An element of uncertainty…

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Brexit seems to have caused a certain amount of confusion not only for MPs, Liza Helps looks at its affect on the supply and delivery of warehouse space for occupiers going forward.

“Without the element of uncertainty, the bringing off of even the greatest business triumph, would be dull, routine, and eminently unsatisfying,” according to American business legend John Paul Getty – however it is unclear how many businesses in the UK would appreciate that sentiment at present.

For it is the uncertainty surrounding Brexit, that is causing the most headaches and indeed stifling progress. On the logistics and supply chain front this is critical and has launched a myriad of alarming headlines regarding the availability of warehouse space to cater for the many and varied Brexit outcomes – whether its a No Deal, a deal or no Brexit.

“It is this uncertainty that is causing issues,” says Logicor’s Mike Best, “if you know what is going on then you can plan around it.”

Ivan Scott of Glenny agrees: “It is not the decision [to Remain or Leave]it’s the uncertainty. Everyone needs to know what type of Brexit we are getting. If we can get a workable solution that everyone can understand then the market will just get on with it – it’s the not knowing that is causing the hiatus.”

This is the same sentiment that Charles Binks of Knight Frank espouses: “We can handle whatever is thrown at us; it may not be what we want, but if we know what it is – we can deal with it.”

In terms of logistics and the supply chain, Jonathan Holland of LGIM Real Assets says: “Many operators had indicated that Brexit would lead to an increase in demand for distribution warehousing, as more goods would need to be stored in the UK to avoid potential import delays.”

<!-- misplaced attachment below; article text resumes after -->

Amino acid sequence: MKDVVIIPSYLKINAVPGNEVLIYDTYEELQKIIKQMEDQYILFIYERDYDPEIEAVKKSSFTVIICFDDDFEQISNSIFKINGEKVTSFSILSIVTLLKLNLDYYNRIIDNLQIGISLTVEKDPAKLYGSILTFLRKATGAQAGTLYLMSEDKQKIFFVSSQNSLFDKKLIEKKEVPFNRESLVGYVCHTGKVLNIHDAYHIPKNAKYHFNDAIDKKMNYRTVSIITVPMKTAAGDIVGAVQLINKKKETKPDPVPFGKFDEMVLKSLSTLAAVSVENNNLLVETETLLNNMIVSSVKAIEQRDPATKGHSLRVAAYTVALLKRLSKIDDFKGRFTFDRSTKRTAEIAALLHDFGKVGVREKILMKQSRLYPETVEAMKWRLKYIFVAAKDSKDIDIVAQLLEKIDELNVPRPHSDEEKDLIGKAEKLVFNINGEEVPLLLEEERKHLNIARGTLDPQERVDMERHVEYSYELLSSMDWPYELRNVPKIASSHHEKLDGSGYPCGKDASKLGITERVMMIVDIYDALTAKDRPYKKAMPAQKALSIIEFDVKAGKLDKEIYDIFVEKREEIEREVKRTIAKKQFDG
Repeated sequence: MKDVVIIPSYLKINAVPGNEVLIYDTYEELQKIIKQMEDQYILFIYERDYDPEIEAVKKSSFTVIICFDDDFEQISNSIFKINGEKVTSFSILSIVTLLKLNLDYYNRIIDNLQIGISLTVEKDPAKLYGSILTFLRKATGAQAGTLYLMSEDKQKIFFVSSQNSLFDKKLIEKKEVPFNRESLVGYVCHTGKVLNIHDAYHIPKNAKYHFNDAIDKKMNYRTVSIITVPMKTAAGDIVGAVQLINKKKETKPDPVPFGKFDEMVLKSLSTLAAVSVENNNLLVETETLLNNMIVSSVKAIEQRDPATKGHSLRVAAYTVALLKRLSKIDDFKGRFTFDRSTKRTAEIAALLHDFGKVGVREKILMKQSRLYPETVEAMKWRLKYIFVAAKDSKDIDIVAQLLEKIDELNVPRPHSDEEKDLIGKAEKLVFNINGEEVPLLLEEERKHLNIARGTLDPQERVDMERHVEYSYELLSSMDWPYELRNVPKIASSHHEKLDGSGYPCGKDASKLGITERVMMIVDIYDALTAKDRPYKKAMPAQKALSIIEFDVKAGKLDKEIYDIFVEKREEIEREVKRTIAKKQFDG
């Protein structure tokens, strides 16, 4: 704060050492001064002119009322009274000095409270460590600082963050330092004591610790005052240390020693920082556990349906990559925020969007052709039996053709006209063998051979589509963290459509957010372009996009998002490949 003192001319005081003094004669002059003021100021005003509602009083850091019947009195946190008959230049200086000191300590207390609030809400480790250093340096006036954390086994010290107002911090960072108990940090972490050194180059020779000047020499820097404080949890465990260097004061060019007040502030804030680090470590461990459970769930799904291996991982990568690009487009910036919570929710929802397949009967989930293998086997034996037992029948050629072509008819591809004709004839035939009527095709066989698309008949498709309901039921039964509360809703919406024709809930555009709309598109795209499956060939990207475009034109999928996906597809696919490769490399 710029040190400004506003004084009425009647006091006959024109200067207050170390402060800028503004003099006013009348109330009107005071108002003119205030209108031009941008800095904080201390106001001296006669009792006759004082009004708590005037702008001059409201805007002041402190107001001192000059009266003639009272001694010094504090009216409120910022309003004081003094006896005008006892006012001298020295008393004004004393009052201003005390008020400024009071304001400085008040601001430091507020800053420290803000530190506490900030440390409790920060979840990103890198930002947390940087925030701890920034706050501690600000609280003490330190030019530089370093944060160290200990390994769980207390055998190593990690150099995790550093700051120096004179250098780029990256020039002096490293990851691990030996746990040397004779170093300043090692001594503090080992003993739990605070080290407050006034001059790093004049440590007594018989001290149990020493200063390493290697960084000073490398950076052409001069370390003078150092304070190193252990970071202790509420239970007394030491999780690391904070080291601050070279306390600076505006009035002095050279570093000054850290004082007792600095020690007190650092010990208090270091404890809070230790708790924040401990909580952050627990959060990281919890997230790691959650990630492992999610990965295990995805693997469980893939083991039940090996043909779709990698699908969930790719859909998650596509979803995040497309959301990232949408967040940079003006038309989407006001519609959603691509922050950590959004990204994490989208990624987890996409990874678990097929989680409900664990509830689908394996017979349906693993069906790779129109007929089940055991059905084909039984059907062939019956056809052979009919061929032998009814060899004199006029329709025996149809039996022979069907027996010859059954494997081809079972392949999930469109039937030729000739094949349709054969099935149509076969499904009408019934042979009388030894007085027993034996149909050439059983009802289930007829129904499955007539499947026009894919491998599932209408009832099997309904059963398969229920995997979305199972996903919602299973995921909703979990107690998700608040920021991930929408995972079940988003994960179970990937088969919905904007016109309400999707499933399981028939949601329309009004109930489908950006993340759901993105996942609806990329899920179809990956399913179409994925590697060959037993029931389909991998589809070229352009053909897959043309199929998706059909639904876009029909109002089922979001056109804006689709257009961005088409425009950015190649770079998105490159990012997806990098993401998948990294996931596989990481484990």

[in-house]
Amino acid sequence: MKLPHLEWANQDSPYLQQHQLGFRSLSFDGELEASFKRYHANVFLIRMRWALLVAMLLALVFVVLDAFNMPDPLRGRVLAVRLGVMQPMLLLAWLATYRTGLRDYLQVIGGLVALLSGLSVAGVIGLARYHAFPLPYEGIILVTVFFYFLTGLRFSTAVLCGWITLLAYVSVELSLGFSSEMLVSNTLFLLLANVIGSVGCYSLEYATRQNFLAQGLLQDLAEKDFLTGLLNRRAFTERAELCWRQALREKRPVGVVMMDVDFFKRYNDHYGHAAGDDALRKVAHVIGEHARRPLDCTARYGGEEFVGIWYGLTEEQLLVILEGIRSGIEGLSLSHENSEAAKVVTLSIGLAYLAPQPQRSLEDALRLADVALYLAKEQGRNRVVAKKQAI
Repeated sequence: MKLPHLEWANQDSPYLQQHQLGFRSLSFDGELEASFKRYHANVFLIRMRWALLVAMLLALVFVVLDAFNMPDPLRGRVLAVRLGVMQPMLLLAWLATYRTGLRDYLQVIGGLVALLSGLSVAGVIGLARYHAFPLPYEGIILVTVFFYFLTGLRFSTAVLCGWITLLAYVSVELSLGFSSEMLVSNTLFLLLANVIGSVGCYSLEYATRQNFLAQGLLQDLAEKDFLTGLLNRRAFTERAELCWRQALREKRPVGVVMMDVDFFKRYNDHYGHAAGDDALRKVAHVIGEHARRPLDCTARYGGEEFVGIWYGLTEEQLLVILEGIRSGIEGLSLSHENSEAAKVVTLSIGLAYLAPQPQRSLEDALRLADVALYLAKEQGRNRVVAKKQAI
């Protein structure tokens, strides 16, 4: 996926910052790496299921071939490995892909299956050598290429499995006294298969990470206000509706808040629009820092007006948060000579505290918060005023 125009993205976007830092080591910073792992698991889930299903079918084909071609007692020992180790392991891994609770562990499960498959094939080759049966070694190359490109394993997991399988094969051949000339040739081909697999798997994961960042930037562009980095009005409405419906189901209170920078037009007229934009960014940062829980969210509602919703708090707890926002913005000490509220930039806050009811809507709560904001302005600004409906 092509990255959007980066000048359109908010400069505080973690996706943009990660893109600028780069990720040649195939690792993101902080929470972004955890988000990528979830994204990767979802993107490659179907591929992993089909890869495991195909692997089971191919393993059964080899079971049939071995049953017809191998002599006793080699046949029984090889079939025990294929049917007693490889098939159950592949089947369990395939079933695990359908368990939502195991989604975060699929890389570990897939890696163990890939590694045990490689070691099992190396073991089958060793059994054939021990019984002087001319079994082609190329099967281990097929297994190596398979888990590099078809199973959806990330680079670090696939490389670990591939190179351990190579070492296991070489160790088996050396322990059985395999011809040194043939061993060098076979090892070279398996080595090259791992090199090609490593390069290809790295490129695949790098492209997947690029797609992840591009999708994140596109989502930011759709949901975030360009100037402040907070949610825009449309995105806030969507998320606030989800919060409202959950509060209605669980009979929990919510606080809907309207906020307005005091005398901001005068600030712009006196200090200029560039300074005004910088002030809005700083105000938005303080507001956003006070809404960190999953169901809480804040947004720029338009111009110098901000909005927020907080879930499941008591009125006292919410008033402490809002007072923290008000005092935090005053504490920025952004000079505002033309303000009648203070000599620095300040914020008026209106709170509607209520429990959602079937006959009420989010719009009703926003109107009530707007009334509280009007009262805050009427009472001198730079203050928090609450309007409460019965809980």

However, Sleeman notes: “If the supply chain is more uncertain then people want to hold more stock to compensate – this is the rationale behind stockpiling. There certainly seems to be some evidence of this but it has not triggered any new requirements specifically as yet.”

Simon Pringle of LondonMetric says: “Brexit has definitely had an impact on short term demand but it is difficult to quantify.”

Simon Lloyd of Cushman & Wakefield explains: “There is stockpiling but not as much as one would expect but those that are stockpiling seem to be doing it under the radar, not wanting to cause a panic for clearly obvious reasons especially as most think the stock piling is for the short term.”

There are some industries where stockpiling is clearly seen as more necessary. Andrew Barlow of Barwood Capital says: “We are aware of a surge in demand for stockpiling and temperature controlled facilities for food manufacturers and distributors on a short term basis.”